It is also necessary to establish essential quality indicators and standards for the evaluation of the centres and services, the same in all the autonomous communities, and also to evaluate the results in terms of the quality of life of the people who live there, and a culture of accountability and transparency must be incorporated so that citizens can compare the centres. It is also important to develop and standardise methodologies and technological solutions for the design and evaluation of buildings where elderly people with limited mobility live and who spend 100% of their daily lives in residential homes, in terms of issues that affect their quality of life such as lighting, air quality, temperature and acoustics for each building.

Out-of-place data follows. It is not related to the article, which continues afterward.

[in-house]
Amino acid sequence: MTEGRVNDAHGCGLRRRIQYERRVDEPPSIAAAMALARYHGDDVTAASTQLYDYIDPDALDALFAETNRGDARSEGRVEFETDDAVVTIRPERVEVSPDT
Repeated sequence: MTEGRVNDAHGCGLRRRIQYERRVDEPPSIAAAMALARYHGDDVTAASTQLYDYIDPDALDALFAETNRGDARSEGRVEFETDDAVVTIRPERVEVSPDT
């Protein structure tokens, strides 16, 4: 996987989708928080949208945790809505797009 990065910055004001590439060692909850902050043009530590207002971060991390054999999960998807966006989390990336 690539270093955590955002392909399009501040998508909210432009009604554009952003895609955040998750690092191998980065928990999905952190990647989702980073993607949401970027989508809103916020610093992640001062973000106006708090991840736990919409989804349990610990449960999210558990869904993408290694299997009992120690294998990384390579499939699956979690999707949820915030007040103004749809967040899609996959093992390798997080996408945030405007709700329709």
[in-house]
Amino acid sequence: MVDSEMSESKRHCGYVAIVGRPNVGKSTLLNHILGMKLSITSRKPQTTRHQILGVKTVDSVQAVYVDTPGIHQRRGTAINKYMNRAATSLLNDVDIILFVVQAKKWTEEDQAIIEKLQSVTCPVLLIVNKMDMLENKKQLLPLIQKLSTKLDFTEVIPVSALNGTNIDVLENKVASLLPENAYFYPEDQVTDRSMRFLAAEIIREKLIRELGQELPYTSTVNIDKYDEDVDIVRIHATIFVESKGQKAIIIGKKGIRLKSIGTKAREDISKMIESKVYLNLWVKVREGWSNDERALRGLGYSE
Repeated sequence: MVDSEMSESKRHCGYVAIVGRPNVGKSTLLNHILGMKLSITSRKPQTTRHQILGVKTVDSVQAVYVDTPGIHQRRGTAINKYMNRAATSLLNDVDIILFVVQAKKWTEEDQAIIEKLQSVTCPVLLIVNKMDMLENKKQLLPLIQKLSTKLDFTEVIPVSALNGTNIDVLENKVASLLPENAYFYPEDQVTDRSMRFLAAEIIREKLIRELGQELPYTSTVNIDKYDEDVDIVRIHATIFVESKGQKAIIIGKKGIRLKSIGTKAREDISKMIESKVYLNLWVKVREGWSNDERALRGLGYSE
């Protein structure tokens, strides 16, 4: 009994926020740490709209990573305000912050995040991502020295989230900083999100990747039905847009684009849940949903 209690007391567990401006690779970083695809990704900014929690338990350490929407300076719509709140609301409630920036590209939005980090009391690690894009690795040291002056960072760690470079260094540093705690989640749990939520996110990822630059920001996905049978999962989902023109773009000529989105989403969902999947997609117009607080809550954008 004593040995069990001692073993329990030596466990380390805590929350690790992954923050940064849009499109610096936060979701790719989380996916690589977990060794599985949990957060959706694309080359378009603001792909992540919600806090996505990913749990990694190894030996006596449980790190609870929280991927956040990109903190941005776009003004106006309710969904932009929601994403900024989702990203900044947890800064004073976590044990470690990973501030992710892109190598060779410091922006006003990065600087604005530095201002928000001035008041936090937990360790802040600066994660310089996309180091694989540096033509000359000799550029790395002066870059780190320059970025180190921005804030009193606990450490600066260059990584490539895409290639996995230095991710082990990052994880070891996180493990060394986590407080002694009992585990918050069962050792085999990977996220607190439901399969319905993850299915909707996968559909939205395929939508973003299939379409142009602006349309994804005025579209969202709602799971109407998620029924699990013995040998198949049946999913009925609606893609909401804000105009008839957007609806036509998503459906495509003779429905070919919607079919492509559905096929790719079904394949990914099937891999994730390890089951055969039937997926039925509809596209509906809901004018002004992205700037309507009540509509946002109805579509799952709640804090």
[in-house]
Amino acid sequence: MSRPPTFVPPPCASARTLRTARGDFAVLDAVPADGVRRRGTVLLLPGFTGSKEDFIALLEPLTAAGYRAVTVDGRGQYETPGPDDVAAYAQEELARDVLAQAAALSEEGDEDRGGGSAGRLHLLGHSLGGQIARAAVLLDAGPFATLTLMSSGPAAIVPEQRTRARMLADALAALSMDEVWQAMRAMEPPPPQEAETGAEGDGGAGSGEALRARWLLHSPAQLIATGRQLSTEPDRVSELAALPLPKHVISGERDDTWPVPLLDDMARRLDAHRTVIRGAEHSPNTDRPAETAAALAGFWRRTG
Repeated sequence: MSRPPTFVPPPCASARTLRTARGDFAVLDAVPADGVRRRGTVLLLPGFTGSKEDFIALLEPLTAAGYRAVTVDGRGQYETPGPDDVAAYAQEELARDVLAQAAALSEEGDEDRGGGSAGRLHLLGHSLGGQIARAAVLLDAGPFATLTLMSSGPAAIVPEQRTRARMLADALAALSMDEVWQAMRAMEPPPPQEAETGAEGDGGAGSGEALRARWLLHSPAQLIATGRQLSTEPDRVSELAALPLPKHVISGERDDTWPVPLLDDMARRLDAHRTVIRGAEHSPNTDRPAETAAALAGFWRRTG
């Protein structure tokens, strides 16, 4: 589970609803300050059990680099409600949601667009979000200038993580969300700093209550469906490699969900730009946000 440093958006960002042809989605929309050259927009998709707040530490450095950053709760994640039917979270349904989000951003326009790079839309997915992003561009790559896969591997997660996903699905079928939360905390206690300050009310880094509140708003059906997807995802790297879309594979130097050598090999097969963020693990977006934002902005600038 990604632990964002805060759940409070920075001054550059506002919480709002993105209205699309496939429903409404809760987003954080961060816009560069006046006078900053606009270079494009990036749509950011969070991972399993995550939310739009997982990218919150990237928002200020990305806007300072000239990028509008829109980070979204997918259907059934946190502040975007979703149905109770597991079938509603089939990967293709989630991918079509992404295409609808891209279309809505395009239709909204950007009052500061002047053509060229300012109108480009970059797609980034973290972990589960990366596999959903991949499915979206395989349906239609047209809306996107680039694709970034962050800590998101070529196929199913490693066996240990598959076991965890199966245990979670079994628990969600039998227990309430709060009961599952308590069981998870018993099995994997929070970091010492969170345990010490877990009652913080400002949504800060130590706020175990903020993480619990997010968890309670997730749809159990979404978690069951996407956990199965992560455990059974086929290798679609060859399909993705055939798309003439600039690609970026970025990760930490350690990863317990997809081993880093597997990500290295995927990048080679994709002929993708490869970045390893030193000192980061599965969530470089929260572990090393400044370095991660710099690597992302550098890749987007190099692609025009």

In the new model, we cannot forget about technology, the industrialisation of construction processes and the digitalisation of centres and the ease of data collection, what this means in terms of real improvement in the care of people and control of the building, the options for sectorisation in the face of epidemics, as well as the need to share health data between professionals and in real time with the National Health System. The pandemic has taught us the importance of the digitalisation of all healthcare processes and new buildings must be designed from the ground up in this sense.